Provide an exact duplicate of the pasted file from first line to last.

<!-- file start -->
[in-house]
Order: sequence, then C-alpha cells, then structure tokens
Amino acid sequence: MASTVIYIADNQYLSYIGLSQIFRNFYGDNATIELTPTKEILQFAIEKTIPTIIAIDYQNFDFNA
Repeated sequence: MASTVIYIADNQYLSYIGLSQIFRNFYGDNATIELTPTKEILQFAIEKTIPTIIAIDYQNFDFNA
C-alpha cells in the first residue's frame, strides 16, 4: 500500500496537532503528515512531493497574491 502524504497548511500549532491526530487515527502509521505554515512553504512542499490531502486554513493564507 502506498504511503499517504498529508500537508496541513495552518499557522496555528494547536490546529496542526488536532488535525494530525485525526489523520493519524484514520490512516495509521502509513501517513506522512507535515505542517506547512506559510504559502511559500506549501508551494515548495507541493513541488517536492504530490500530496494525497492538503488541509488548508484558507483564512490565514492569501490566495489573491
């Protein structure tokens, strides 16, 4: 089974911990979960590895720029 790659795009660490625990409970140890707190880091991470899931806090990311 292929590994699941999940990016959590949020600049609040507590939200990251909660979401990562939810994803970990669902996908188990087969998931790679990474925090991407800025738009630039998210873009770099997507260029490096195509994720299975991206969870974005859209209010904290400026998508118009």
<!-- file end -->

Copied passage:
[in-house]
Order: sequence, then C-alpha cells, then structure tokens
Amino acid sequence: MASTVIYIADNQYLSYIGLSQIFRNFYGDNATIELTPTKEILQFAIEKTIPTIIAIDYQNFDFNA
Repeated sequence: MASTVIYIADNQYLSYIGLSQIFRNFYGDNATIELTPTKEILQFAIEKTIPTIIAIDYQNFDFNA
C-alpha cells in the first residue's frame, strides 16, 4: 500500500496537532503528515512531493497574491 502524504497548511500549532491526530487515527502509521505554515512553504512542499490531502486554513493564507 502506498504511503499517504498529508500537508496541513495552518499557522496555528494547536490546529496542526488536532488535525494530525485525526489523520493519524484514520490512516495509521502509513501517513506522512507535515505542517506547512506559510504559502511559500506549501508551494515548495507541493513541488517536492504530490500530496494525497492538503488541509488548508484558507483564512490565514492569501490566495489573491
């Protein structure tokens, strides 16, 4: 089974911990979960590895720029 790659795009660490625990409970140890707190880091991470899931806090990311 292929590994699941999940990016959590949020600049609040507590939200990251909660979401990562939810994803970990669902996908188990087969998931790679990474925090991407800025738009630039998210873009770099997507260029490096195509994720299975991206969870974005859209209010904290400026998508118009």